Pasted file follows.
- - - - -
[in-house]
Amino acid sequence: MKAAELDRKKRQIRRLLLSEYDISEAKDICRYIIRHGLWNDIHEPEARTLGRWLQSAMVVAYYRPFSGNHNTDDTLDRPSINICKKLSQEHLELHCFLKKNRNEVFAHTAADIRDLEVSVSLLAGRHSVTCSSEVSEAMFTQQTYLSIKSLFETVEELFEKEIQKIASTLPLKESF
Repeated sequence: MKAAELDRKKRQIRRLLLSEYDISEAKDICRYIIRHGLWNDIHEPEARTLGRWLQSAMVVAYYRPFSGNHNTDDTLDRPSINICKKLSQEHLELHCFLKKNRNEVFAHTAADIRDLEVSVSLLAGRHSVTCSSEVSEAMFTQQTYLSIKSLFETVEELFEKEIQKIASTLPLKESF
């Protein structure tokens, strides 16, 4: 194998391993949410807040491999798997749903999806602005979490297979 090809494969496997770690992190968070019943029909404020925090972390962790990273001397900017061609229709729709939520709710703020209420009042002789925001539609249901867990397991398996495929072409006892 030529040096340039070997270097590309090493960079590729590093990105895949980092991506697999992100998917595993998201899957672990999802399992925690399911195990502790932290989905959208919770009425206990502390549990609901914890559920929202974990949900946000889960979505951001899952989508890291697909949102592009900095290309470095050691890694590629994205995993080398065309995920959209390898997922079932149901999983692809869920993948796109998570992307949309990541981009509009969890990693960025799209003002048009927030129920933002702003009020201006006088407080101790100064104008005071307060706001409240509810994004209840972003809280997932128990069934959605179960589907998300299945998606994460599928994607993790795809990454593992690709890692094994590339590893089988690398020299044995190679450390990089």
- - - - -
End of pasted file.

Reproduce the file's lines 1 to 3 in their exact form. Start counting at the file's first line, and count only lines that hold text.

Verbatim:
[in-house]
Amino acid sequence: MKAAELDRKKRQIRRLLLSEYDISEAKDICRYIIRHGLWNDIHEPEARTLGRWLQSAMVVAYYRPFSGNHNTDDTLDRPSINICKKLSQEHLELHCFLKKNRNEVFAHTAADIRDLEVSVSLLAGRHSVTCSSEVSEAMFTQQTYLSIKSLFETVEELFEKEIQKIASTLPLKESF
Repeated sequence: MKAAELDRKKRQIRRLLLSEYDISEAKDICRYIIRHGLWNDIHEPEARTLGRWLQSAMVVAYYRPFSGNHNTDDTLDRPSINICKKLSQEHLELHCFLKKNRNEVFAHTAADIRDLEVSVSLLAGRHSVTCSSEVSEAMFTQQTYLSIKSLFETVEELFEKEIQKIASTLPLKESF